See The Sophists : Protagoras :
Plato [in Meno, 91e] says that he [Protagoras] practised as a sophist for over forty years till his death at about seventy (probably about 420 BC). In the Protagoras he also says (316d–317b) that while the activity of sophistry has been practised by poets and other experts from ancient times, he is the first person to have openly proclaimed himself a “sophist” and claimed to teach people (sc. how to achieve success in life); he thus claims for himself recognition of his professional status in a role, that of teacher of human excellence as a means to success in life, which was traditionally claimed by the poets.
Specifically, in the Protagoras he claims to teach ‘the proper management of one's own affairs, how best to run one's household, and the management of public affairs, how to make the most effective contribution to the affairs of the city by word and action’, and he accepts Socrates' account of that subject as ‘the art of running a city’, which he promises will ‘make men into good citizens’ (319a).
In any event, we do have some evidence for Protagoras' teaching of techniques of argument. Diogenes Laertius' list of titles includes one, ‘The Technique of Eristics’ (Technē Eristikōn) which certainly designates a handbook of argumentative techniques, and another which probably does. The literal title is ‘On Wrestling’, but it is more likely that the wrestling in question is intellectual than physical; there is nothing in our other evidence to suggest that Protagoras set himself up as an athletic coach. (It is relevant that Protagoras' celebrated work ‘Truth’, which began with the famous ‘Man the Measure’ sentence apparently had the alternative title ‘Overthrowing’ (sc. Arguments) (Kataballontes).) So Protagoras taught argumentative strategies, but we have comparatively little evidence of what these actually were.
And see Protagoras :
Protagoras was probably the first Greek to earn money in higher education and he was notorious for the extremely high fees he charged. His teaching included such general areas as public speaking, criticism of poetry, citizenship, and grammar. His teaching methods seemed to consist primarily of lectures, including model orations, analyses of poems, discussions of the meanings and correct uses of words, and general rules of oratory. His audience consisted mainly of wealthy men, from Athens' social and commercial elites. The reason for his popularity among this class had to do with specific characteristics of the Athenian legal system.
In conclusion, it is necessary to make a clear distinction with the current use of "sophistry" as meaning "fallacious" and the original Sophist school or movement, whose main "tools" were rethoric and teaching.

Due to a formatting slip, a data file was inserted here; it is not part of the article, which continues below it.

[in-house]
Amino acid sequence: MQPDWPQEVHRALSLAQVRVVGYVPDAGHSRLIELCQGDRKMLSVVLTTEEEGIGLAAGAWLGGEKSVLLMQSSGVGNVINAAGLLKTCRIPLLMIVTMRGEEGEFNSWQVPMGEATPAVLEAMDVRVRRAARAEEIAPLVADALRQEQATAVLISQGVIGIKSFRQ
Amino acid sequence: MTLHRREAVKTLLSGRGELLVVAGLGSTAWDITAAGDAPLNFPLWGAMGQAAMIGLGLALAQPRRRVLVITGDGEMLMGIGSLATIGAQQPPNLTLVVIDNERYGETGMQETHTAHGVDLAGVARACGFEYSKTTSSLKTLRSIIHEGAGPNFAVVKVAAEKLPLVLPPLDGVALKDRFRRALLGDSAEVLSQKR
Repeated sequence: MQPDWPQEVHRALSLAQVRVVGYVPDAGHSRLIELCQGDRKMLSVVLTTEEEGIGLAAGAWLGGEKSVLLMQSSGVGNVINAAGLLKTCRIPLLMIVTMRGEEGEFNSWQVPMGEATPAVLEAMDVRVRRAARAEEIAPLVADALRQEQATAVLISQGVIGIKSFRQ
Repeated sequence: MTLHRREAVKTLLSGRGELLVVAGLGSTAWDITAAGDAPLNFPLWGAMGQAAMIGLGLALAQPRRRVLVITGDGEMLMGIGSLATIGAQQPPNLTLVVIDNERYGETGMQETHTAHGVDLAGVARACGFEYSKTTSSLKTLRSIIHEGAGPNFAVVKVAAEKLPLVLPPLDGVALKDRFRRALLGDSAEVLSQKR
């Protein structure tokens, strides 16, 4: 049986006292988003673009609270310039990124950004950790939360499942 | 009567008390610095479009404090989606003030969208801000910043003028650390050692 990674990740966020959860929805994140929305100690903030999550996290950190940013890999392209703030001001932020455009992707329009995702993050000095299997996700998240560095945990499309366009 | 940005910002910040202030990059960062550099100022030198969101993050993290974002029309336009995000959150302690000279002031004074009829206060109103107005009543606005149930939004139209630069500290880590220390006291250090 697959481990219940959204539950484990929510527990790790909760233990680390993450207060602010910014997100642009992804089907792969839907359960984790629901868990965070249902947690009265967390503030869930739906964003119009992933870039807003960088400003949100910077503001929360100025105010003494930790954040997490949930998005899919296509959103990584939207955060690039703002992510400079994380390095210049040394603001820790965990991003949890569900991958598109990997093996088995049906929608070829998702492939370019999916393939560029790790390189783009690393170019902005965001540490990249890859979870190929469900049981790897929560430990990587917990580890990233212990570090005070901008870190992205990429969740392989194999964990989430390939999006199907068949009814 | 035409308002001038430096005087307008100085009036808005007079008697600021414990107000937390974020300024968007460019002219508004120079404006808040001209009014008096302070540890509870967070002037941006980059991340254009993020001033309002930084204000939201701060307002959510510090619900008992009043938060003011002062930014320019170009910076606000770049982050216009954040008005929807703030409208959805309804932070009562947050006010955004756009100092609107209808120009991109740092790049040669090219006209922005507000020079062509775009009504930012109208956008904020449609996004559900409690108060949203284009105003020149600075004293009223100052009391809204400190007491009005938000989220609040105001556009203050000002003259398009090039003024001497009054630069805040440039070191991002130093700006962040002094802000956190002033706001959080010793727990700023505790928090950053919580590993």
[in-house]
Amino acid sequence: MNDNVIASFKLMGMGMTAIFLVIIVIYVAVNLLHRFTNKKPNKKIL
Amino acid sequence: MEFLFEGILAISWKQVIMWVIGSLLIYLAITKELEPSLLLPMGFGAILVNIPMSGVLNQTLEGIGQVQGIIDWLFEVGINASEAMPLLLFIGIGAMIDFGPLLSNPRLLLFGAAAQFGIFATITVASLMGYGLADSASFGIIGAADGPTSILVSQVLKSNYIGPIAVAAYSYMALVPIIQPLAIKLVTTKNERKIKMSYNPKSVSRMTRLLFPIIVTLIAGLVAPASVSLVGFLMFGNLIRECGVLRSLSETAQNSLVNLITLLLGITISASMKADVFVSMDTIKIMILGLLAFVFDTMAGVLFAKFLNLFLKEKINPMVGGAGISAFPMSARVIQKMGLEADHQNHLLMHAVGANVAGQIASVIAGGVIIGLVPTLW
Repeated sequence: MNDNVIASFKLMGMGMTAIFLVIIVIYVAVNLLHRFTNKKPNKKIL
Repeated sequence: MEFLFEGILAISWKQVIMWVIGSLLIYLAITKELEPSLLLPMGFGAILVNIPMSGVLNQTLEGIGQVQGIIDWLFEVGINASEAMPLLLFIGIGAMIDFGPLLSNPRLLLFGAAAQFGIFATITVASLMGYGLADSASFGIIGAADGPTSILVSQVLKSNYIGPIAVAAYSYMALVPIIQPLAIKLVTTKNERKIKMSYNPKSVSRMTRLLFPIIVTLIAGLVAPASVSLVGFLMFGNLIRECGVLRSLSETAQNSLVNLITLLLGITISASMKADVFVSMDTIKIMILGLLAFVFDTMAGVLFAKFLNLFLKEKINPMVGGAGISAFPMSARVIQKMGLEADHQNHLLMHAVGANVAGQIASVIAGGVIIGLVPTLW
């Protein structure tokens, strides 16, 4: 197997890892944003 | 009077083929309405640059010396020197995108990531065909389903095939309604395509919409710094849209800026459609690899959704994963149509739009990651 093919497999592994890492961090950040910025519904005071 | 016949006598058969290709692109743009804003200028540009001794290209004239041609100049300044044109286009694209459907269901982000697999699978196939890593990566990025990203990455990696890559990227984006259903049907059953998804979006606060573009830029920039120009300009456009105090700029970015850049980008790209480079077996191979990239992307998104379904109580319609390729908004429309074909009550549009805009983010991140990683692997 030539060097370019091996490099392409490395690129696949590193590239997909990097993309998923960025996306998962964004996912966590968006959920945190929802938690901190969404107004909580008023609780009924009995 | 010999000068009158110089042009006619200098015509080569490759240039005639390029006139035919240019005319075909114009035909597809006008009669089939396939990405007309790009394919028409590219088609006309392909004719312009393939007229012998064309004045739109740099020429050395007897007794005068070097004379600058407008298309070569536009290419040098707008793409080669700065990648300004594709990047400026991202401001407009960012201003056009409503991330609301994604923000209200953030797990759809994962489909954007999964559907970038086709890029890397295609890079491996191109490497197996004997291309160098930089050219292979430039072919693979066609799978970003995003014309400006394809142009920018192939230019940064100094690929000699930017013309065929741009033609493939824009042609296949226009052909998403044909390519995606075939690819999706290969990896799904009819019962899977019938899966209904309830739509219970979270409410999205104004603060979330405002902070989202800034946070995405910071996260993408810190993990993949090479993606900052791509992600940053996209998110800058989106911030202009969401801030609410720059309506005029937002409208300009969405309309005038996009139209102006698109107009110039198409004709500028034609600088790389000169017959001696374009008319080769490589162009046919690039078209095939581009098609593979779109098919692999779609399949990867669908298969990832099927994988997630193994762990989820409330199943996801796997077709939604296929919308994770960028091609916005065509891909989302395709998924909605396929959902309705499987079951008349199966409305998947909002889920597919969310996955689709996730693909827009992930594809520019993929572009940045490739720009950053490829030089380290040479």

For Plato's critique, see Protagoras (dialogue).
See also Theaetetus, 152a for reference to Protagoras' well-known Man-Measure dictum :
he has said the same thing in a different way. For he says somewhere that man is “the measure of all things, of the existence of the things that are and the non-existence of the things that are not.”
Protagoras' relativism and subjectivism is clearly unacceptable for Plato and his search for definitions :
When Socrates asks a question such as “What is reverence?” he has in mind a question that can be answered only in certain ways. To begin with, he will not be satisfied with an answer that points only to a certain kind of reverence, or only to an example of reverence. The answer must identify a feature that (1) belongs to every kind of reverence (generality requirement), and (2) to nothing that is not reverent (exclusion requirement), and (3) has explanatory power.
And see : Marina McCoy, Plato on the Rhetoric of Philosophers and Sophists (2007), page 3 :
In this book, I examine the distinction between the philosopher and
the sophist in six of Plato’s dialogues, with particular attention to the differences between philosophical and sophistical rhetoric. My argument
focuses on three interrelated theses. First, I argue that Plato’s treatment
of Socrates in conversation with sophists and rhetoricians indicates that
he thought that the distinction between philosopher and sophist was
difficult to make. There is no single method or mode of discourse that
separates the philosopher from the sophist [emphasis added]. One cannot simply say that the philosopher is logical while the sophist is illogical, that the philosopher uses pure reason with no attention to rhetoric while the sophist
persuades apart from reason, or that the philosopher has a successful
method of speaking while the sophist lacks one. Nor are the sophists consistently
presented as disinterested in knowledge or as morally corrupt.
The meanings of the terms philosopher and sophist are disputed at the time
that Plato is writing; for Plato, the claim that Socrates is a philosopher
rather than a sophist is a normative rather than merely a descriptive claim.